Lawsuit + Irish GDPR probe + Accidental data mismanagement = A bad week for Google
Google had a great week at GML 2019, announcing several new products and features and getting some promising reception on them.
However, they’ve been brought crashing back down to Earth this week. They are facing a lawsuit by AdTrader, a probe from Irish privacy regulators and public backslash for privacy management.
Let’s have a quick look at each of them.
Withholding refunds for ad fraud
Rewind back to 2017, and a notably large ad fraud was discovered on ad exchanges. This led to advertisers using DoubleClick Bid Manager being offered refunds for serving their ads on sites that were receiving fraudulent traffic.
However, according to the Wall Street Journal, “Google wasn’t in a position to return money that had already flowed from its buying tool to third-party online ad marketplaces where publishers were selling ad space.”
AdTrader filed a lawsuit against Google for not delivering the promised refunds, even after it reclaimed money from publishers accused of using inflated or fraudulent traffic.
Court documents revealed that Google had refused to pay up to $75M in potential refunds that were tied to ad marketplaces like AdX and AdSense. Ad marketplaces that Google itself owns and controls.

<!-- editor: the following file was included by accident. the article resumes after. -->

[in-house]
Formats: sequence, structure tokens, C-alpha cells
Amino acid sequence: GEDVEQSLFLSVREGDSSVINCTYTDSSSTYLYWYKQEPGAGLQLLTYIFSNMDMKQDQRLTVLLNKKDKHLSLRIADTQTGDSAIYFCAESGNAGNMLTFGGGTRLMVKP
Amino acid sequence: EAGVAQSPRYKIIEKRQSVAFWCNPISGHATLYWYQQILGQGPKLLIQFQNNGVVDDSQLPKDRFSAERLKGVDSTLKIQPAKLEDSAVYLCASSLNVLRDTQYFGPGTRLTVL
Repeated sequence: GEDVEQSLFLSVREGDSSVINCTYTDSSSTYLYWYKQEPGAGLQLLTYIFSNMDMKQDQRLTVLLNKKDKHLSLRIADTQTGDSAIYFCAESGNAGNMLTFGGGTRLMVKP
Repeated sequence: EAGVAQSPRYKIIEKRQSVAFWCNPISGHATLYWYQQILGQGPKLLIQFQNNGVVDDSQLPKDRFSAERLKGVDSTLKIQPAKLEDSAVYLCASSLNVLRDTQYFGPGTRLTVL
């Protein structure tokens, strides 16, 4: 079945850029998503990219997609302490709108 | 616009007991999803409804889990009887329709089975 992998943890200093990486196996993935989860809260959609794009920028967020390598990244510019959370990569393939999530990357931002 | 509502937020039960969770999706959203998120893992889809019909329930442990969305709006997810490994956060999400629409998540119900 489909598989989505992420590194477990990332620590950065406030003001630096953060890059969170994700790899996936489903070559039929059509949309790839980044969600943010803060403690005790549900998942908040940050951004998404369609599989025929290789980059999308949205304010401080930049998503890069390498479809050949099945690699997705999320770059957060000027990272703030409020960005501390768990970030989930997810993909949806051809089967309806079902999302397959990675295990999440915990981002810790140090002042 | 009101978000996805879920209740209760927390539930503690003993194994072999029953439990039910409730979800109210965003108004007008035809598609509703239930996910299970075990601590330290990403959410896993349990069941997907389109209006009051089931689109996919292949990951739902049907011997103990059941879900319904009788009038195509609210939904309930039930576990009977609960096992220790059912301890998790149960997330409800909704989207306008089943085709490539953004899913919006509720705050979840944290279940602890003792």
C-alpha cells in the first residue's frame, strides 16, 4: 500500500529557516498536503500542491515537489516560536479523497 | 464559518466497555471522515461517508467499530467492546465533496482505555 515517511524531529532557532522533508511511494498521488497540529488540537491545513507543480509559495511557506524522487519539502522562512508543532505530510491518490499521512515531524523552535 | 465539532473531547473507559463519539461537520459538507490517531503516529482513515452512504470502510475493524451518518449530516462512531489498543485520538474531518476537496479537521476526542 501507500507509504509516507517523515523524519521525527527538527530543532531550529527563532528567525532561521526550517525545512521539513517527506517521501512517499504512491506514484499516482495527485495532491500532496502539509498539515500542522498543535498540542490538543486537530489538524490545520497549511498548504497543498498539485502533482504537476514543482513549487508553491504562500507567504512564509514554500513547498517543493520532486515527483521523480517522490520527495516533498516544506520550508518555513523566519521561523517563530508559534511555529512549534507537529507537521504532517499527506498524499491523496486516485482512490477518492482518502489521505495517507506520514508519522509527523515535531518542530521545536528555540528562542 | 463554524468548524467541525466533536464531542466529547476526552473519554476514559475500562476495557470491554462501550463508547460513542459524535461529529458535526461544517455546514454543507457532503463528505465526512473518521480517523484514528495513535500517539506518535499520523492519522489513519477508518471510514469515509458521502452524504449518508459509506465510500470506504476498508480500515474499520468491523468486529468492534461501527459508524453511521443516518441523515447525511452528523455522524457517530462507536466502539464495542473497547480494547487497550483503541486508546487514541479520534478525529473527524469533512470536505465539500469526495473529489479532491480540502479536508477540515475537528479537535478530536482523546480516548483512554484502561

As per third party estimates, ad fraud amounts to more than $16B globally, and brands will lose between $6B – $7B this year on fraudulent traffic.
The lawsuit is still in process, with Google forced to defend accusations of monopolism despite it positioning itself as a champion of advertiser interests.
First GDPR probe from Irish privacy regulators
In a continued standoff with European regulators over data privacy concerns, Google is also looking at its first GDPR probe from Ireland’s Data Protection Commissioner (DCP).
The probe started after browser company Brave filed a complaint alleging Google’s ad auction system constituted a data breach under GDPR rules.
“Every time a person visits a website and is shown a ‘behavioral’ ad on a website, intimate personal data that describes each visitor, and what they are watching online, is broadcast to tens or hundreds of companies.
A data breach occurs because this broadcast, known as a ‘bid request’ in the online industry, fails to protect these intimate data against unauthorized access.”
Google, as always, defended their auction system and pledged their full cooperation with the investigators..
If found guilty, the potential penalties for Google could be as high as 4% of its global annual revenue. This amounts to a whopping $5.4B!
Passwords stored in plain-text for 14 Years
Moving on from lawsuits and probes to downright carelessness.
There have been a few similar cases recently of Facebook and Twitter mismanaging data, but this time it’s Google under the spotlight. Google has been found storing its users’ passwords, unprotected, in plaintext on its servers.
How long has this been going on?
Google recently confirmed this, revealing that its G Suite platform mistakenly stored unhashed passwords of some of its 5M enterprise users on internal servers in plaintext. For the last 14 YEARS!